It felt a bit surreal, climbing out of my car amid gracious bonjour madames at the entrance of Le Bristol in Paris. I paused and felt my shoulders relax. Months of planning had gone into this moment: U.S. citizens still aren’t able to travel to European Union countries, but those with exempting circumstances, such as students and dual citizens, can still visit – albeit with a hefty pile of paperwork in hand. (Reason number 47 you need a Virtuoso travel advisor.) Because I was born in France and have a European passport (in addition to my U.S. passport), I was able to visit just two weeks ago. I traveled to the country for a family wedding and to see cousins, aunts, uncles – and a niece! – for the first time in two years.

Covid-19 has taken a toll on the travel industry, but companies have seized the opportunity to establish new health and safety protocols, and, in some cases, use months-long pauses to finish prolonged projects.

On September 1, the 190-room Le Bristol, part of the Oetker Collection, reopened to guests with a renovated, gorgeous garden, Le Jardin Francais. The debut is a beautiful example of finding rays of sunshine – literally – amid an otherwise gloomy year. Coveted accommodations such as the Lumière and Paris suites in the hotel also sport freshened looks with new bedding (by Italian linen specialist Quagliotti), brass furnishings, and an airy palette of blue-grey, beige, and ochre.

Hop in a cab and give the address “112 Rue du Faubourg.”

Here’s an inside look at Paris’ newest garden destination:

A Royal Design
Past the hotel’s Café Antonia, where a portrait of Marie-Antoinette holds court over guests taking afternoon tea, and down a tiled hallway that was once part of a Catholic convent, the 13,000-square-feet Jardin Francais opens up to a quiet stillness. This pocket-sized secret is just a ten-minute drive from the Arc de Triomphe.

Interior designer and Oetker family member Countess Bergit Douglas, who also curated the hotel’s art collection, collaborated with MM Design and landscape architect Lady Arabella Lennox-Boyd to design the new space. (Flora enthusiasts, take note: Lennox-Boyd is a six-time gold-medal winner of the Chelsea Flower Show.)

Think of the verdant symmetry of the Palace of Versailles grounds, with an organic bent. Hornbeam trees and dark green hedges give structure and privacy to the main dining area, while smaller round tables line the periphery, perfect for an evening apéro and people-watching. (My first night there, as I enjoyed a glass of Sancerre, a team of discrete waiters murmured quietly to the man at the neighboring table, “Bienvenue, Prince.”)

The Epicure terrace is located on the lefthand side of the Jardin, hidden behind a screen of greenery.

Organic Roots
A team of horticulturists nurture the garden with 100-percent plant-based and biodegradable products, and the diverse collection of local flowers – magnolias, dahlias, forget-me-nots – are coordinated to bloom at different times throughout the year. “We also have five beehives on the roof of the hotel,” head of guest relations Jean-Marie Burlet says. “The flowers and shrubs were planted so the bees will feast.” (The beehives produce more than 400 pounds of honey each year – you’ll want it for the breakfast muesli, which I happily enjoyed via room service.)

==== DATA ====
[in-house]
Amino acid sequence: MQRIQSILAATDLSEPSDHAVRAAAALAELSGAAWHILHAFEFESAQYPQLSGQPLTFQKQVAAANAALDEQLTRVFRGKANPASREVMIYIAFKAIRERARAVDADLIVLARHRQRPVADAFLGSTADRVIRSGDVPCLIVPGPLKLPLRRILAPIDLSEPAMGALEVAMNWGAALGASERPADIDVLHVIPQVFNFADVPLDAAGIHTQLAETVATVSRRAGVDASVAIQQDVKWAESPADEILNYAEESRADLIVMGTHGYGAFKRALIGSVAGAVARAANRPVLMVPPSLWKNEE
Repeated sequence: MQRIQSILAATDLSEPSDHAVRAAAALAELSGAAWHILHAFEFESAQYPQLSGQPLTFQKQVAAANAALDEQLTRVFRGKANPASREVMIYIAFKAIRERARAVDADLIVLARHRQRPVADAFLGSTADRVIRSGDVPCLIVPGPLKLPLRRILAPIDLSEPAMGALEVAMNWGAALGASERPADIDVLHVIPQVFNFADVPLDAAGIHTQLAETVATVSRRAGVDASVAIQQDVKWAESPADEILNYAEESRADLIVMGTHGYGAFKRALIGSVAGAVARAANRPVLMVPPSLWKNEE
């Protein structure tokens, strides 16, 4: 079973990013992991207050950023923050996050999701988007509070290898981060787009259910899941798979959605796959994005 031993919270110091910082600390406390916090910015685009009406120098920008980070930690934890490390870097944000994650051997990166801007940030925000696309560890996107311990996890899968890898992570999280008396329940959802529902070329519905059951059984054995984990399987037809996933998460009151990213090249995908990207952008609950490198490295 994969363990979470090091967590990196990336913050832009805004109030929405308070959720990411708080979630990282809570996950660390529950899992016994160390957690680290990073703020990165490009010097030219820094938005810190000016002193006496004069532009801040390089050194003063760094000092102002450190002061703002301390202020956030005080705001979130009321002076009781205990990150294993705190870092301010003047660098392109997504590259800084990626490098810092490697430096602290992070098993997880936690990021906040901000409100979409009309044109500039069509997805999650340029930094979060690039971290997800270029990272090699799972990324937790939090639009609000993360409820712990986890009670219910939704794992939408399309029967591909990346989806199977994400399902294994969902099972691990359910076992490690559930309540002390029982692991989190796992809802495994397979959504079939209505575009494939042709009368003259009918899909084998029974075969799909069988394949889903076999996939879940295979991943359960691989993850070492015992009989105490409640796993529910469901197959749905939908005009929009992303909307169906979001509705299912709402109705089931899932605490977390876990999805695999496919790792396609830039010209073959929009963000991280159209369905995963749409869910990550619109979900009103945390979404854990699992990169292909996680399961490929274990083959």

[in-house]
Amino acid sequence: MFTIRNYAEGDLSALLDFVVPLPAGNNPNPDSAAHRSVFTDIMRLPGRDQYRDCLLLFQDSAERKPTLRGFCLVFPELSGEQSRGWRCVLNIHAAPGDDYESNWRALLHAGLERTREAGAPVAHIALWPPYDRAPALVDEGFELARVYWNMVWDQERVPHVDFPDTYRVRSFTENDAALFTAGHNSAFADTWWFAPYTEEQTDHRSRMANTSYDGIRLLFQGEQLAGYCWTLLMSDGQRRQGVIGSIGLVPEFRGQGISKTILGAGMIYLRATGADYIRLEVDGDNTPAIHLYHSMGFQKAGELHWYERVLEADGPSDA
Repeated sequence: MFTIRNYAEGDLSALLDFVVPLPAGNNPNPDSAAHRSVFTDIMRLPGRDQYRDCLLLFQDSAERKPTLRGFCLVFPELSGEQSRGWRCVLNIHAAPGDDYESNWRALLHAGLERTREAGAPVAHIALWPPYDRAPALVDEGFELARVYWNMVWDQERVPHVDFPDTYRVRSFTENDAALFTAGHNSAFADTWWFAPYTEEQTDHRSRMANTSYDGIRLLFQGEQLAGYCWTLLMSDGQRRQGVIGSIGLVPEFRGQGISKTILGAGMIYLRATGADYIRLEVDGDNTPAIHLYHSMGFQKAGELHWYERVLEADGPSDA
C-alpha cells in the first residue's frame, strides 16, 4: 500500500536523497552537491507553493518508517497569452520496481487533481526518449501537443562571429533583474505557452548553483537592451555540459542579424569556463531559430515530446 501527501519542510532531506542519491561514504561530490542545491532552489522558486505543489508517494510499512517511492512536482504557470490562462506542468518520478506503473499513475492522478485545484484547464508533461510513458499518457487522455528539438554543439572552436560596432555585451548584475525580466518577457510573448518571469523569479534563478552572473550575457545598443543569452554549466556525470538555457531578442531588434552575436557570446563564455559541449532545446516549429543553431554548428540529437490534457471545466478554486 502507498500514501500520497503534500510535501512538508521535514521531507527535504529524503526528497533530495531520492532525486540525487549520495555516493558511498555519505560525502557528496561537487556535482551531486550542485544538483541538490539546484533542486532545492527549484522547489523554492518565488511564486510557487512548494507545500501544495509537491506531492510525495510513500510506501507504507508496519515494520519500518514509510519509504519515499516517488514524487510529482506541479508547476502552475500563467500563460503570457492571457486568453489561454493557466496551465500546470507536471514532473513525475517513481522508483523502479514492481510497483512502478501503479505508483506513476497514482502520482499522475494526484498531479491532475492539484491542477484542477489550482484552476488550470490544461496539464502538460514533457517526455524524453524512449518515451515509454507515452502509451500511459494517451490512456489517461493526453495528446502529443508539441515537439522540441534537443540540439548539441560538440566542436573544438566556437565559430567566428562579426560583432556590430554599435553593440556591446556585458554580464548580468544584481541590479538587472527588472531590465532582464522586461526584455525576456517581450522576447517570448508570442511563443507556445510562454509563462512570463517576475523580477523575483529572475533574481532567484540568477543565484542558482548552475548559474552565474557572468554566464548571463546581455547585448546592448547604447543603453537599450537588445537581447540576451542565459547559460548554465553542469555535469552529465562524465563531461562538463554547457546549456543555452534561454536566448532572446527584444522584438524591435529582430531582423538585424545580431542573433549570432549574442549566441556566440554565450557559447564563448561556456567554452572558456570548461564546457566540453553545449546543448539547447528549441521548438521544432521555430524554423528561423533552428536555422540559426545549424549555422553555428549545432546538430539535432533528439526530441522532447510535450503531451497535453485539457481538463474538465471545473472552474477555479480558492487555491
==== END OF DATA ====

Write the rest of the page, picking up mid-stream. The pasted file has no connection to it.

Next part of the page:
Stunner Suite Views
Early one morning, I looked down at the garden from my Deluxe Suite window, and for a heart-stopping moment, watched as a pheasant alighted in a tree – until common sense told me it must be an in-the-know, gargantuan Parisian pigeon.

“One of my favorite spots to experience the Jardin Francais is from the first- or second-floor suites, where you can enjoy the views, the sunlight, and the birds,” hotel managing director Luca Allegri says. “Lady Arabella has made the garden a lot brighter than before.” The hotel faces south, which means maximum happy-hour sunshine.

A peek around the curtains from a Deluxe Suite on the third floor. (Samantha Falewée)

Dining Under the Stars (Michelin Stars, That Is)
Some well-heeled gourmands travel to Le Bristol exclusively to eat a meal (or two) at Epicure, a hallowed French restaurant led by chef Éric Frechon, and home to an award-winning wine cellar. (Really. It’s a Grand Award winner from Wine Spectator, which is the highest recognition they offer.) With doors opening to the garden, that dining experience now extends to the Jardin Francais.

Breakfast upgrade: Dine at Epicure.

“The fact that you have so much nature and natural light surrounding you, whether you’re inside Epicure or eating outside on the terrace, defies words,” Burlet says. “No one else in Paris can offer this. And the garden will continue to grow as the seasons change.”

A Garden-Within-a-Garden
Who else gets giddy at the thought of a secret garden? Here’s where to go: “There’s a cloistered spot behind Epicure – you’ll know you’re there when you see the antique urn,” Burlet says. Occasionally the hotel cat, Fa-raon (“pharaoh” in English), graces the Jardin with his presence, and this is his favorite spot. We’re right there with you, Fa-raon.

Fa-raon, the original “aristocat.”

Virtuoso travelers receive breakfast daily and a $100 spa credit.

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